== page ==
The US-based social network on Thursday in a surprise reversal opted not to ban political advertising on its website, putting on hold for now the stalled rule following criticism of its “dark money” campaign by Republican lawmakers.
The Federal Election Commission ruled earlier this month that political adverts posted on Twitter by outside political groups to influence the 2014 midterm elections would fall under a 2000 FCC law.
Twitter’s President Jack Dorsey said the company would “work with the FCC to protect the free speech of Americans and to provide a neutral platform for political discourse” during a December 6 tweet.
The Federal Election Commission voted on November 6, allowing Twitter to assess and ban such ads while the FCC deliberated on the issue ©Jeff Kowalsky (AFP/File)
“We’re grateful to the FCC for giving us the opportunity to respond in a transparent way to their concerns,” Dorsey said.
The agency voted on November 6, allowing Twitter to assess and ban such ads while the FCC deliberated on the issue. The FCC decides whether a piece of advertising qualifies as political speech.
But a spokesman for Republican Senator Lamar Alexander of Tennessee, who chairs the Senate Commerce, Science and Transportation Committee, blasted the decision Wednesday.
“I deeply regret that Twitter has reversed its position on election day political advertising and reinstated it,” Alexander said in a statement.
Twitter’s opposition to FEC rules applies to both its advertisements and the process it allows them to be shared, Dorsey said.
The Justice Department has warned that agencies shouldn’t let outside political entities gather on US soil for decades without a permit. The US Federal Election Commission opened an investigation into that warning last week.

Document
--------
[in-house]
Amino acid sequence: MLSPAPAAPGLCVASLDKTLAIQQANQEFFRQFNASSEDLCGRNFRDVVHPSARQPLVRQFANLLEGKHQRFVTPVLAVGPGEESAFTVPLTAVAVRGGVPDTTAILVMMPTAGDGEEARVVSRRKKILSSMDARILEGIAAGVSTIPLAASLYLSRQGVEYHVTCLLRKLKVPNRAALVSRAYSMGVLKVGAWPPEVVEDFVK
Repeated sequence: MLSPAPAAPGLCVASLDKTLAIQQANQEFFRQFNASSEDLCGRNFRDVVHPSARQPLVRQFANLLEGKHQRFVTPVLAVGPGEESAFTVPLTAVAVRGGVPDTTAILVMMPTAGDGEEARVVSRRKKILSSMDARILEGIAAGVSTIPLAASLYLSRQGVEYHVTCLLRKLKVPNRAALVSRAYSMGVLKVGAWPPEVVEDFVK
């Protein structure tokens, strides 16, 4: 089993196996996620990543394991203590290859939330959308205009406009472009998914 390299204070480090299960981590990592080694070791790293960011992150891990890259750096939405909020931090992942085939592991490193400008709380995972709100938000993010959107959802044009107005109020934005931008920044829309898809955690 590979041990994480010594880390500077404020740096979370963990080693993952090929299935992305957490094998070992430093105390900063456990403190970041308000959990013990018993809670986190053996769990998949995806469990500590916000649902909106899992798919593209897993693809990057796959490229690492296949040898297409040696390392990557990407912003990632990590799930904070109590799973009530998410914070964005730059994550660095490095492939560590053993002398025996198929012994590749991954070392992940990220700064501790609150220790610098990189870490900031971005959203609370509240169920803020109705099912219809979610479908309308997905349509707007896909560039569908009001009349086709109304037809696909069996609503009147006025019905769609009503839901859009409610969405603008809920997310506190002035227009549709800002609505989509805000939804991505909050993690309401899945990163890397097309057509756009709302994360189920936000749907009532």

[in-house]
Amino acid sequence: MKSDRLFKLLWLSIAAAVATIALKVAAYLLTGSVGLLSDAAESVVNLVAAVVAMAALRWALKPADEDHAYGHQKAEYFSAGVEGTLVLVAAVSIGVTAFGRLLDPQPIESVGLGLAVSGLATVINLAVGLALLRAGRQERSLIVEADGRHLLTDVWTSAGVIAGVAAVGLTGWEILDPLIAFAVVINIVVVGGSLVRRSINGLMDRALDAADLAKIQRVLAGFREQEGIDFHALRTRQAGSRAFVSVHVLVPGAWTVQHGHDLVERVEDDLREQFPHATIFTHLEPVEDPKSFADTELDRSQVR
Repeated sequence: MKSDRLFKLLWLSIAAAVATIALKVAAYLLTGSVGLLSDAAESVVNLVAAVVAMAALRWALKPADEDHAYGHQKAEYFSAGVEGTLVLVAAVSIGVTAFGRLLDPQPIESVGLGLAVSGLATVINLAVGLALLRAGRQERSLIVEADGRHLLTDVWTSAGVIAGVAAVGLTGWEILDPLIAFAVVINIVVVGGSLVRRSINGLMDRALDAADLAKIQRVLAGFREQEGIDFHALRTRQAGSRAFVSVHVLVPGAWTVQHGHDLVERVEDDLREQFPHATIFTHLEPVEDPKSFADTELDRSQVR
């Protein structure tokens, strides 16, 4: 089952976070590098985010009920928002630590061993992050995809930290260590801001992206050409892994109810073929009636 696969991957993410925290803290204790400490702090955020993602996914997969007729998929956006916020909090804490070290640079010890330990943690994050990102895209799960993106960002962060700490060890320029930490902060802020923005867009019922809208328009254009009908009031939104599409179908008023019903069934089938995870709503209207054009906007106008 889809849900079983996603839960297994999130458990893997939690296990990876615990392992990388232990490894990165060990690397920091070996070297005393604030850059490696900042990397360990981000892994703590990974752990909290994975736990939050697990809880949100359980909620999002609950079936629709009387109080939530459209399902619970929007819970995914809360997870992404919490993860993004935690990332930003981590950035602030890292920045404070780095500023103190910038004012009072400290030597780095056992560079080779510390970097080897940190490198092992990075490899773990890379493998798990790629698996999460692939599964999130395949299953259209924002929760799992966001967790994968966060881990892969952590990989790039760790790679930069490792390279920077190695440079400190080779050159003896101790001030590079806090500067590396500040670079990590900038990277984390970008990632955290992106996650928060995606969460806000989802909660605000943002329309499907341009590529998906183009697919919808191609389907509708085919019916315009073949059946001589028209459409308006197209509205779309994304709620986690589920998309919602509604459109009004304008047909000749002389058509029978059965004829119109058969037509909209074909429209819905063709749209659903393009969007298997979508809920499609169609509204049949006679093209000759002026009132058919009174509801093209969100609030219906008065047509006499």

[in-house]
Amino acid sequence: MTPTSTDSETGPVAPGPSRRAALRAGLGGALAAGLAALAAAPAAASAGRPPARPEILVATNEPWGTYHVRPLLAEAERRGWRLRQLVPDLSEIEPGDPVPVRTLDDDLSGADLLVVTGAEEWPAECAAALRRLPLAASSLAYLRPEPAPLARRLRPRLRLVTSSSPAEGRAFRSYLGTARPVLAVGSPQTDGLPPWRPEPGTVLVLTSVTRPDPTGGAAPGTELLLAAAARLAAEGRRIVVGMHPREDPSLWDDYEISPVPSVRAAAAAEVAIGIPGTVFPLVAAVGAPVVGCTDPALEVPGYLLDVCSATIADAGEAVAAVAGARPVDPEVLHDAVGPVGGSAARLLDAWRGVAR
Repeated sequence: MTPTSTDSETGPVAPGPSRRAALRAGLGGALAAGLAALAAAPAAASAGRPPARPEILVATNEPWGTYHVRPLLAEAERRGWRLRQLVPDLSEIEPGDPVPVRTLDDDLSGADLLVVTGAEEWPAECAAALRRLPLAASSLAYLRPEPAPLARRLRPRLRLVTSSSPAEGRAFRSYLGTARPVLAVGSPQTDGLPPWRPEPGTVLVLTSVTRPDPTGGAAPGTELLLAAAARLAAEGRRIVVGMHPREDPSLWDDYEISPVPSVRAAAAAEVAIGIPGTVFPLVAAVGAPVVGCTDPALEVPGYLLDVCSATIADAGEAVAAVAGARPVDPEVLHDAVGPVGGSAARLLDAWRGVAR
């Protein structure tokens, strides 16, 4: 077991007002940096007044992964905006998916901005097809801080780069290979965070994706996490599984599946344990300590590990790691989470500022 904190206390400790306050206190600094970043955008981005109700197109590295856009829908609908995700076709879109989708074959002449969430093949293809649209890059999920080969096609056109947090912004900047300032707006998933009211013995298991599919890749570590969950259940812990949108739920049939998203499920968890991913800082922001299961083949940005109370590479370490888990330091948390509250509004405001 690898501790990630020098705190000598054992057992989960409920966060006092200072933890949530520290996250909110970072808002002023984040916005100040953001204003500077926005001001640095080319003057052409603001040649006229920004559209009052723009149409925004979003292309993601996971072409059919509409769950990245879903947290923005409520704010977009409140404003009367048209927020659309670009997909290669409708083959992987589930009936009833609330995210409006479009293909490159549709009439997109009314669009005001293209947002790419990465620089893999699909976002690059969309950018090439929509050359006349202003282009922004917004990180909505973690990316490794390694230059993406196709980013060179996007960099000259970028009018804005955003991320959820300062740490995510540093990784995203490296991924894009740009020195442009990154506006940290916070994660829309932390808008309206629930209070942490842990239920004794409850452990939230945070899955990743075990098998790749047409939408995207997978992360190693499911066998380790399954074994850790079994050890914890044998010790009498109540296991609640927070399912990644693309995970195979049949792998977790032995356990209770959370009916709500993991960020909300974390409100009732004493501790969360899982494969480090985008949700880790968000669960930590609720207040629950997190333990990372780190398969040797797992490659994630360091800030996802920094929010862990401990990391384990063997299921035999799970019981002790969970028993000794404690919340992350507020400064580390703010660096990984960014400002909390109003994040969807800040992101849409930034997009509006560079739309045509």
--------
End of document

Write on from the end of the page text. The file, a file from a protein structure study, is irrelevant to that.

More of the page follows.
– ‘Digital ice bath’ –
The FTC’s decision is a return to the previous policy of blocking and taxing Twitter ads.
But Dorsey said on Twitter Thursday that the system it created to that earlier decision was “open and transparent, with clear exceptions for the First Amendment” — a statement which led some social media users to wonder whether he had been backing a Clinton campaign or Senate Majority Leader Mitch McConnell.
In response, Dorsey tweeted that he was “shocked and very disappointed” with the decision.
A spokesman for President Barack Obama said Thursday that the White House would provide “technical assistance” to Twitter to address the commission’s concerns, reiterating that the president was against efforts to intrude into free speech on Twitter.
Others, however, expressed doubts.
“A ‘we’re big Twitter’ approach isn’t likely to go well, and it’s likely it won’t keep Congress from staying in Washington,” said Peter Thiel, an influential Silicon Valley investor.
“You can’t be politically neutral and end up in a denial of the First Amendment right to free speech,” Thiel added.